Question 7: Intel’s Kaby Lake has seen pretty positive reception from hardcore overclockers, but a lot of disappointment from folks wanting IPC gains (aside from a few small changes for encoding/decoding for example). 

Mark Papermaster was recently quoted as saying Ryzen will be a four-year architecture, which would be TOCK-TOCK-TOCK. Would you agree AMD are being extremely aggressive in pursuing performance for desktop/power users?

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RH: I don’t really want to speculate on what the future holds, or might hold. It’s not fair to us, not fair to the reality of silicon development, and it’s not fair to users to set expectations that could change for any number of reasons. For now, I think Ryzen will reflect our commitment to bringing a competitive (on multiple fronts) high-end desktop processor to market.

Question 8: Does AMD feel they have a lot of pressure on them given Ryzen’s immense exposure?

RH: Ryzen is very important, to AMD and the wider market. We understand the significance. We live it every day.

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Question 9:
SMT and multicore appear to be a big feature for Ryzen. Can you elaborate as to the reason AMD decided to include SMT technology inside Ryzen, and also AMD seems to have ramped up the cache, improved branching, larger retire, load and store queue, plus several other important things. Does this mean that thread contention with Ryzen will be less of a problem than competing architectures?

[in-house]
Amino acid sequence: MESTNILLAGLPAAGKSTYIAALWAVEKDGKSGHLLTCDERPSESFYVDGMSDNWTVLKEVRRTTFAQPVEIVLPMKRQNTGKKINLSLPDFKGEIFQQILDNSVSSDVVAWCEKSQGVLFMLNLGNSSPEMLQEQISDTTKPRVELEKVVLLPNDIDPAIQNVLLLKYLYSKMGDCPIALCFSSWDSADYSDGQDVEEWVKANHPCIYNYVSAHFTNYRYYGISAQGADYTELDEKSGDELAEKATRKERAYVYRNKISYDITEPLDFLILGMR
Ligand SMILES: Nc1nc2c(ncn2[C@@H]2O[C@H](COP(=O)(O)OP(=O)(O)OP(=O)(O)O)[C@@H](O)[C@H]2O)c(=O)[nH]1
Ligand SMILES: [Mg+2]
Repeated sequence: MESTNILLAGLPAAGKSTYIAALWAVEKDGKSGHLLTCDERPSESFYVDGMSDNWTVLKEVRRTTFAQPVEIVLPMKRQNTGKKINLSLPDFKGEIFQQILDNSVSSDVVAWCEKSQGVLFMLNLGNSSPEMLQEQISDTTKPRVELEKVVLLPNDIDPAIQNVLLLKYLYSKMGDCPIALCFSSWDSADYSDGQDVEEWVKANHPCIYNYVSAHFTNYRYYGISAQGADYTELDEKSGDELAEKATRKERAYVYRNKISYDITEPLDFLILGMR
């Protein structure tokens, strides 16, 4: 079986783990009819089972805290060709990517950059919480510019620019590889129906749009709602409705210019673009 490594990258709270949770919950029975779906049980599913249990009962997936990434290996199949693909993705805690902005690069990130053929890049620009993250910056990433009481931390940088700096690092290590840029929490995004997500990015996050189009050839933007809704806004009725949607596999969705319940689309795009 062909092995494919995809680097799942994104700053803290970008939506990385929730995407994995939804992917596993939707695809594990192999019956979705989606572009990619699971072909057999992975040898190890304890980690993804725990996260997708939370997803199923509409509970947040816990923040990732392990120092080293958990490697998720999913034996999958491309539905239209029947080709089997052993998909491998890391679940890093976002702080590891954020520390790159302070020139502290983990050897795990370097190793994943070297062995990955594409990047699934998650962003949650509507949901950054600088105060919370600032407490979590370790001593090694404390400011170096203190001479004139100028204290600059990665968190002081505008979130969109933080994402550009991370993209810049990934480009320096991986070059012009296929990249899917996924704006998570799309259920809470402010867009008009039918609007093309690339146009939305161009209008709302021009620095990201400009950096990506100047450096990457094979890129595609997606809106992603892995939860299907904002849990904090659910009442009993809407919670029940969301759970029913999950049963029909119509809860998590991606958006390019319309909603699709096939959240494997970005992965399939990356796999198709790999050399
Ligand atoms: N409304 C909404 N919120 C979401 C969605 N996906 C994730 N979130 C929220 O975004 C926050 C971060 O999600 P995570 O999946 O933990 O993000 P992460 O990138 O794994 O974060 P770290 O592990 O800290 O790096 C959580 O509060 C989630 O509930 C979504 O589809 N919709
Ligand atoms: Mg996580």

RH: What you’ve cited—SMT, better cache strategies, improved prediction—are to boost instruction-level parallelism (ILP). ILP really means “reorganizing incoming instructions into work that can be done faster in parallel.” ILP is a major tent pole of the +40% IPC we’ve promised.

Question 10: Platform support for AM4 seems very impressive – 16x PCIe lanes for graphics, 4 for storage and another 4 for system/chipset. AMD have also mentioned that AM4 will be supported until DDR5 (likely 2020), and of course, AM4 will support APU’s also. Can you elaborate why AMD have decided to stay on the AM4 socket for this amount of time, do you believe it’s better for customers and choice?

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RH: I think users are pretty weary of the socket merry-go-round from the competition. It seems like not a year goes by when   motherboards must be thrown out for a new one that’s incrementally different. AMD is historically known for providing long-term sockets, and with Ryzen we’ll also be known for the flexibility of our socket infrastructure. 7th-gen APUs, AMD Ryzen and the future Zen-based “Raven Ridge” APU all fit into socket AM4. That will allow users to grow with their system through many performance segments or use cases and over a long span of time.

Question 11: There’s a lot of discussion regarding the performance of the 16 thread Ryzen defeating the I7-6900K processor, in the few official benchmarks you’ve shown handbrake, Blender and a couple of games, this is certainly the case. Can you give any indication if we’ll see a similar scenario across a wide group of benches and scenarios – both single / multi-threaded?

RH: Not yet! Though many users think we’re being deliberately parsimonious with this type of data, the truth is that there’s simply more work to be done before this is ready for the limelight. When we’re ready, and we will be this quarter, we will share. I just ask for a little more patience!

Thanks to both Robert and AMD for agreeing to the interview, and thank you very much for reading. As usual, stick with us at RedGamingTech for more news, technology and an exclusive interview on AMD’s Vega architecture.